A typical microgrid of 5 KW, serving 90-100 households, will currently cost around Rs. 5 Lakhs (including installation and wiring), requiring around Rs. 10,000 annually for maintenance and additional cost of around Rs. 50,000 for replacements costs (batteries, electronic equipment, etc.) every 4-5 years. So, assuming 20 years lifecycle, the total cost in present terms would be Rs. 6.5-7 Lakhs. The set-up will generate 40 units of electricity daily – around 12000 units annually (with 8 hrs of effective sunlight for 300 days in a year). We can assess the economics of this microgrid through two perspectives.

Firstly, from a federal perspective, these 12,000 units would provide a total savings of Rs. 1.8 Lakhs per annum, assuming economic cost of grid supply to rural areas at around Rs. 15 (including cost of generation and transmission, T&D losses, etc.). This gives us a pay-back of 3.9 years on the micro-grid plant.

However, the enterprise operating the microgrid has to charge a tariff rate equivalent to that for grid supply. Considering the tariff of Rs. 7 per unit (factoring in the likely increase in grid tariffs), the annual revenue from 12000 units would be Rs. 84,000, giving a payback of 8.3 years. However, if a subsidy is extended to these enterprises, the payback period can be reduced. At 50% subsidy on capital costs, the payback period would be around 4.2 years. The project will provide an internal rate of return (IRR) of 30-35%, which is good enough for a start. At 60% subsidy, the payback period will reduce to 3.3 years, and the IRR will be 35-40%

The payback period will further drop and IRR will improve with better financial sops including subsidies, soft loans, tax holiday, etc. The question is why government should provide such high subsidy and financial support. The answer lies in multiple benefits shared earlier – more supply for industrial and service sector, lower crude import bill, reduced health and environment support costs, and better socio-economic development through education, communication and e-governance.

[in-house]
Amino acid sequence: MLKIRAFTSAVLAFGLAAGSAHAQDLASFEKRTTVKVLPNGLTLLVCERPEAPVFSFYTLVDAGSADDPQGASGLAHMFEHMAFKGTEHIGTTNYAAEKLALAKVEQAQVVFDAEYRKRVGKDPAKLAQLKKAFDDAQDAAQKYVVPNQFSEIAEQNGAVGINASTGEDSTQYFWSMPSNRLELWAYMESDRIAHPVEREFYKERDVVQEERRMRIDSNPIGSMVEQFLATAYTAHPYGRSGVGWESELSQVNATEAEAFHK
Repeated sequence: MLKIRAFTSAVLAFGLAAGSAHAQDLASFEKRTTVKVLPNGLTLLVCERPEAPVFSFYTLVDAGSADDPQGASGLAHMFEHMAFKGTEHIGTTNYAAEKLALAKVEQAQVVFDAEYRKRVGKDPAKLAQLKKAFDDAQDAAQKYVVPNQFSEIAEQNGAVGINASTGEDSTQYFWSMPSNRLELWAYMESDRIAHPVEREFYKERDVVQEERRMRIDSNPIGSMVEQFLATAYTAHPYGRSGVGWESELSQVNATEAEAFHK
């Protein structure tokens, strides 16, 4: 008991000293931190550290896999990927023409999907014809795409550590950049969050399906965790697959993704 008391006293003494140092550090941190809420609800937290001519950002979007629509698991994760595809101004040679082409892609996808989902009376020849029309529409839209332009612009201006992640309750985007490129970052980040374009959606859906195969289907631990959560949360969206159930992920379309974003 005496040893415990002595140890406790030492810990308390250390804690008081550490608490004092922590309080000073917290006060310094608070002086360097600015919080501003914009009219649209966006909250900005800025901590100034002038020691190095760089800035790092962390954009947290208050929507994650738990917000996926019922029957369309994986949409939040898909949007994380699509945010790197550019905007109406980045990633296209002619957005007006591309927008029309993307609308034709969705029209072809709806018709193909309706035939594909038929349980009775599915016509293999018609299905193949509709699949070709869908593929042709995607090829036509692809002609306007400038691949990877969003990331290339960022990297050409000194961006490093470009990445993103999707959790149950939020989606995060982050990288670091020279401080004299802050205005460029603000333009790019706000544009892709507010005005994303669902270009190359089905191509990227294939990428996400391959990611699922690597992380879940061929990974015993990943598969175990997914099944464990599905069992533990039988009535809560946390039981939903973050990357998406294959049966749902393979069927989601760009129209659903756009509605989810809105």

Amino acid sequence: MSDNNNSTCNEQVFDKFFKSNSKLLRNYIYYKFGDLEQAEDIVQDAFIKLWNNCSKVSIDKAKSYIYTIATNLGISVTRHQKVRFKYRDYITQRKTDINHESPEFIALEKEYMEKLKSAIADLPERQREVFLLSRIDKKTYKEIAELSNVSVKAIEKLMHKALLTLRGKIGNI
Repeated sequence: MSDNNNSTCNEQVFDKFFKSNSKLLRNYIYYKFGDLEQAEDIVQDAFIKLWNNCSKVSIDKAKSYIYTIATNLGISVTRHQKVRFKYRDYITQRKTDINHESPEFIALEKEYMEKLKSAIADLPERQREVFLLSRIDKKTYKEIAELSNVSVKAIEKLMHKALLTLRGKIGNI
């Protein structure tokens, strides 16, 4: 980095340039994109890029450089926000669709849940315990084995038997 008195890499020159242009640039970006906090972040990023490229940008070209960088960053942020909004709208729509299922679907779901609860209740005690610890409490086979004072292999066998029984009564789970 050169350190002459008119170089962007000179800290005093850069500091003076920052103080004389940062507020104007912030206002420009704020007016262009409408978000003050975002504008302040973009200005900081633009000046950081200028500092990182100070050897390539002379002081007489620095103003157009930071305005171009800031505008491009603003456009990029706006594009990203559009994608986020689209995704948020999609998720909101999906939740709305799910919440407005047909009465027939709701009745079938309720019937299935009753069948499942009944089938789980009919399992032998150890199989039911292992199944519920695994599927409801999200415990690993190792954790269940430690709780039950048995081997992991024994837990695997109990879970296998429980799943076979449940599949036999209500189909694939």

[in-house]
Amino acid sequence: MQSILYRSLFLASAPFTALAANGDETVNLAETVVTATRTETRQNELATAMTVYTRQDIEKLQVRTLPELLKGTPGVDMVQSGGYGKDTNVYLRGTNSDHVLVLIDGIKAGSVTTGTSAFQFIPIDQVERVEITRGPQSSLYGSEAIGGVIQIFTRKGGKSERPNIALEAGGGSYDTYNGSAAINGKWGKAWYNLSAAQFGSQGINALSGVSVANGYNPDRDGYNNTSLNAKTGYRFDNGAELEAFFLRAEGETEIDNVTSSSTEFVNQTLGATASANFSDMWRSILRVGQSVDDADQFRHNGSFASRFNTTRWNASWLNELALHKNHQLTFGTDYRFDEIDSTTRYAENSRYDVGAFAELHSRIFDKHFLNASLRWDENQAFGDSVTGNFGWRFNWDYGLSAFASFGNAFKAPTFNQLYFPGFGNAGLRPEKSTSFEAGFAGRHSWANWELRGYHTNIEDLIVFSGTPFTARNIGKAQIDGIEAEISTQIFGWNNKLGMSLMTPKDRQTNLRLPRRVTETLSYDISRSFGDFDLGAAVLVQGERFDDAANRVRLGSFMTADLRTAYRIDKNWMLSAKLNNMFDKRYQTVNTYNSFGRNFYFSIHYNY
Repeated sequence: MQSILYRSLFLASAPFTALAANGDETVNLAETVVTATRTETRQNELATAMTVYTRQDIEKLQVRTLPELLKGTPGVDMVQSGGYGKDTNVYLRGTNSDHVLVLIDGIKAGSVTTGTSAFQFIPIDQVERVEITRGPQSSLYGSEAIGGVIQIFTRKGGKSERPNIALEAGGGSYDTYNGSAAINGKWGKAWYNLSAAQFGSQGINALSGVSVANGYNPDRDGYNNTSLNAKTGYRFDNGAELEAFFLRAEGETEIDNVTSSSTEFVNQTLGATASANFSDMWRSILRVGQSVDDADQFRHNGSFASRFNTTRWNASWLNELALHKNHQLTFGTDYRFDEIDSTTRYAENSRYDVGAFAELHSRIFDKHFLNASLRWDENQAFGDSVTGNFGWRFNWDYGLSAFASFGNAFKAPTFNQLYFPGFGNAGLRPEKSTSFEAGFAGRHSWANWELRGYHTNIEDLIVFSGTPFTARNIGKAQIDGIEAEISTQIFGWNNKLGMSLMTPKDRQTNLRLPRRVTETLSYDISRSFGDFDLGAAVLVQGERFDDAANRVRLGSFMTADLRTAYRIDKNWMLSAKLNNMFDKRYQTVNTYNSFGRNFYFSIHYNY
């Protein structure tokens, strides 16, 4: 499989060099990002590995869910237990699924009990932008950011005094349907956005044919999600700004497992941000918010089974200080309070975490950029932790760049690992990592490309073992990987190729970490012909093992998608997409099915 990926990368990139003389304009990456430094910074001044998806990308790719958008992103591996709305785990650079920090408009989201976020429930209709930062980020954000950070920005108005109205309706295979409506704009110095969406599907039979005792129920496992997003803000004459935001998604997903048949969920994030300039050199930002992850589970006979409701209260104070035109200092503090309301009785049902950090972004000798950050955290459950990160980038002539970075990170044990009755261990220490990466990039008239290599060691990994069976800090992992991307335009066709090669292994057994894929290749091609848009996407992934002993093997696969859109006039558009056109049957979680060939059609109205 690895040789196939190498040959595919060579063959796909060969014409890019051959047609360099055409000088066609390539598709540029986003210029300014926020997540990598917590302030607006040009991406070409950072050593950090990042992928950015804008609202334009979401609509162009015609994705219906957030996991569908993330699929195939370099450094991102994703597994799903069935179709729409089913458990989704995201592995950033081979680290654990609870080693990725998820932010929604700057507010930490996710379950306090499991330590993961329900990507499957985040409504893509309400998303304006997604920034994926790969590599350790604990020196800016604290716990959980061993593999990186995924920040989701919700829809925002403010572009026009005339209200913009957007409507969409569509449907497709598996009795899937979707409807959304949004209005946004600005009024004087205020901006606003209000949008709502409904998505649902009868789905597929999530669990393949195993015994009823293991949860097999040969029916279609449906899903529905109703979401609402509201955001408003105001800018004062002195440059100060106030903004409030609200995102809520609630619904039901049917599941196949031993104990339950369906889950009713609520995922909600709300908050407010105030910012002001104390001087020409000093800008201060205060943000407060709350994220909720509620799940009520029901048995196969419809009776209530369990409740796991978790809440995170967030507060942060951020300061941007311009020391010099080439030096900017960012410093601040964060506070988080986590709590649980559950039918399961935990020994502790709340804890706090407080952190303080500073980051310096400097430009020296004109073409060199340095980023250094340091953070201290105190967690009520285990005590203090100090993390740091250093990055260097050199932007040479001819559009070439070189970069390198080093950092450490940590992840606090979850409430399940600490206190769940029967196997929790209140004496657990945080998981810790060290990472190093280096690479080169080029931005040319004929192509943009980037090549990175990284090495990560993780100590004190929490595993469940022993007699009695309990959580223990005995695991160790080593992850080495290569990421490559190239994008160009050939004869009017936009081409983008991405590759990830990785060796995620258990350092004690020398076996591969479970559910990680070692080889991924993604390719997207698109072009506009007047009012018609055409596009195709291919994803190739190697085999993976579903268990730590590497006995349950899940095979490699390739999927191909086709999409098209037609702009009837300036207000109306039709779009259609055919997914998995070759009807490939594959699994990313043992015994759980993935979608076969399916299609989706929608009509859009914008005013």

Alongwith the financial support, the government will have to also build the right environment for microgrid enterprises to smoothly setup their projects and operate them without much hassle. The disbursal of subsidy, access to soft loans and tax breaks should be uncomplicated and painless. Requisite policies and guidelines should be released promptly and with minimal ambiguity on regulatory and governance. Corporates should be encouraged to invest in microgrid ventures as part of Corporate Social Responsibility (CSR) mandate. Promoting wider proliferation of more efficient LED lighting products will further enhance the impact of solar power generated.

Besides, these microgrid enterprises can augment their profitability by leveraging their presence in rural areas to exploit other synergistic opportunities such as extending Solar power to telecom towers, distribution and retailing of solar products like Solar water pumps, Solar lights, etc. In last few years, telecom towers have emerged as the second largest consumers of diesel consuming around 3 bn litres annually. The key perpetrators are telecom towers in rural areas where to ensure network availability diesel generators are required to operate for almost half the day. Despite special efforts by the telecom and tower companies to shift to renewable energy sources, the progress have been slow due to strong resistance from interests involved in diesel pilferage, which has become menacingly huge. As the microgrid enterprises get entrenched in the rural social fabric, hopefully they will be able to break this resistance gradually.

So, there is a strong business case for promoting rapid proliferation of microgrids by building a strong ecosystem including financial, regulatory, manufacturing and trade practices and support from local administration and government bodies, with both the central and state governments to play their respective roles, particularly on the subsidy front, where the burden will have to be shared by them.